Students often showed resistance to this practice but failed to persist or
succeed with their complaints. In most situations there was no teacher on
staff certified to teach these students the next leveled class.

Also when it came to servicing special education students and their IEP
mandates school schedules were unable to meet the demands, resulting
in many non-compliance issues and students failing.

Jul. 19 2014 10:51 AM
Experienced Teacher from NYC

I can see the goal behind the initiative of creating small high schools, with the intention of providing more control of behavior and reaching struggling students with more individualized instruction. Unfortunately, when presented with something new much in the way of integrity can easily be lost to prove something is working when in actuality it really isn’t. What I’m talking about is manipulation of facts to give the perception of success.
While I worked at a new small school I witnessed not experienced effective teachers but the opposite, all new young and inexperienced. I witnessed their lack of classroom management, which seriously interfered with fascilitating daily lessons. No connections were established between students and teachers only combative relationships. There were many behavior issues because the students the school was receiving were coming from special education environments/ 12:1:1 classroom. The new teachers had no experience with balligerrant students. They didn’t understand the behavior they witnessed and showed no empathy towards problematic teens. The teachers and administrators were repulsed by the student’s behavior. The learning enviorments were not condusive to the nurturing learning enviroments I was so used to at my last school of employment. The school culture was hostile with teachers against teachers to gain close ties and favors from administrators. The administrators created a work environment of intimidation and fear, which to this day I will never understand because everyone was working extremely hard, giving up preps, and working late many times even without being compensated. High suspension, detention along with other punitive means were the foundation of this school. Many African American and Hispanic young men were transferred out as trouble makers with no intervention of behavior modifications, thus leading to an expansion of the achievement gap not narrowing it. The principal’s habit of firing teachers “at will” by stating that an educator was not “a good fit”, was accompanied by threats of teachers loosing their license if they stayed. Yearend resulted in many teachers being asked to leave with other teachers knowing who was in and who was out. I had never witnessed such a "high school mentality". Many adults and children got hurt and are still being hurt at this small school and for the life of me can’t understand why no one has intervened. When servicing special education students teacher churn is not good for the school because year to year progress of the student will only take place with educators that are familiar with their deficits, not a new teacher with a new diagnostic that may need six months observing what the teacher that left already knew and was already working on.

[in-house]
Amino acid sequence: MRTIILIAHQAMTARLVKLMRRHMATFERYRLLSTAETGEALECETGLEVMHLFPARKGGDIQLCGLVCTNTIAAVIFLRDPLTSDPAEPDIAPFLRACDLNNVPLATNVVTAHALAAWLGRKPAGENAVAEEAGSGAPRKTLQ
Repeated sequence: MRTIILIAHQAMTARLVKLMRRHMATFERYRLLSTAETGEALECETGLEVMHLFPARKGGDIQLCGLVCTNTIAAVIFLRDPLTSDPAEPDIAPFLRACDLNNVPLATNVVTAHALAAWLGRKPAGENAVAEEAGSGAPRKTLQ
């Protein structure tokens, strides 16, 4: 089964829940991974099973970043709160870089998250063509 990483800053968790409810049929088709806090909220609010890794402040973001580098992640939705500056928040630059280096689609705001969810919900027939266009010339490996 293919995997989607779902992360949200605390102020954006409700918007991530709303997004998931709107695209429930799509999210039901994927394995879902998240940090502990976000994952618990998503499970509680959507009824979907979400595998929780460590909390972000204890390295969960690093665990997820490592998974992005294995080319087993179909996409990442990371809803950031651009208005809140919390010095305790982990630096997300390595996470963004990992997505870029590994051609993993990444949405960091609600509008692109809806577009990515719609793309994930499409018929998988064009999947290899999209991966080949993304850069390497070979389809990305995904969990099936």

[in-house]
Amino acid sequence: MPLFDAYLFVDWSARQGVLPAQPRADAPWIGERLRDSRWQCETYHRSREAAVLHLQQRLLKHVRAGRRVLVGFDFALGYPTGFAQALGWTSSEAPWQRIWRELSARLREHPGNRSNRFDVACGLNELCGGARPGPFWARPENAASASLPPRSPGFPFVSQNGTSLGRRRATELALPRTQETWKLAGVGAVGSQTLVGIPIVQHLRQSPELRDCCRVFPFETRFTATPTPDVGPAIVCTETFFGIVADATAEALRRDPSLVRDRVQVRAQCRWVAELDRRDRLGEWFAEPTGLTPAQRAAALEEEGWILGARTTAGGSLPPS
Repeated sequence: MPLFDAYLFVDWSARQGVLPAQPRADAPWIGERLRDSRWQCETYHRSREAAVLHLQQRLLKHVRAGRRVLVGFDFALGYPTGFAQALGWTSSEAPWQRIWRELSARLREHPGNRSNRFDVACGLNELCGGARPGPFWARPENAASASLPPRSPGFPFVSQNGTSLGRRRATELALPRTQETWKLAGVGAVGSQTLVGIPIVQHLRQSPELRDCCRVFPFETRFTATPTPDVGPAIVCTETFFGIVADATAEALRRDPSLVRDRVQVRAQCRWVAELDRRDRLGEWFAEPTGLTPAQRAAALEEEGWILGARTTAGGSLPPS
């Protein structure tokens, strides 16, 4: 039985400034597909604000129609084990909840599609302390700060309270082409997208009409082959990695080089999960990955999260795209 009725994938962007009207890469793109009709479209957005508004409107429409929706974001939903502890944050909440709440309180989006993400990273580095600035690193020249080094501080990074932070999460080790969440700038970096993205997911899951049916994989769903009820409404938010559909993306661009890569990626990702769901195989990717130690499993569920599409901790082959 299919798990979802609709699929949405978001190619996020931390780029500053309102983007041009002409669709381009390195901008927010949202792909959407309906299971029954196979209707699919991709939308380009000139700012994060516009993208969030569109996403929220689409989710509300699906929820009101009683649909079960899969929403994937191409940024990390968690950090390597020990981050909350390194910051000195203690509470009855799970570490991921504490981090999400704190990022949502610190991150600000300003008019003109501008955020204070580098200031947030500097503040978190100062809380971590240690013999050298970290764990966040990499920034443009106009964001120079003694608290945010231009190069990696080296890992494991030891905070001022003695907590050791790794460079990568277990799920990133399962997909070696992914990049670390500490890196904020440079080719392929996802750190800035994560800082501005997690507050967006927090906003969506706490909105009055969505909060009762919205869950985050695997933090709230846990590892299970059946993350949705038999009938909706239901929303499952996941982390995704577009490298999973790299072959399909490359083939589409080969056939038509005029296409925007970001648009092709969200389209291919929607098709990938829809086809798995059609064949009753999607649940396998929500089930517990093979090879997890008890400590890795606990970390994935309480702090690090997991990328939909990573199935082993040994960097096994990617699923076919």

Manipulating data for attendance, test scores, students and teachers responses about the school, to make a school look good is wrong and will only increase the achievement gap.

Jul. 18 2014 03:22 PM

The problem is that people often jump to the conclusion that, because of this, small schools are great. Small schools can be great, but they can also be terrible. This is proven in math with De Moivre's equation. Basically, with smaller sample sizes, there is wider variance. So, yes small schools are overrepresented in the best schools, but people often fail to realize that they are overrepresented in the worst schools.

The Gates Foundation walked away from small high schools in 2005. Why are we still talking about making small high schools work? Largely, they are worse for high school students.

Howard Wainer from Princeton details this in his article "The Most Dangerous Equation" - - See page 11

Jul. 18 2014 12:03 PM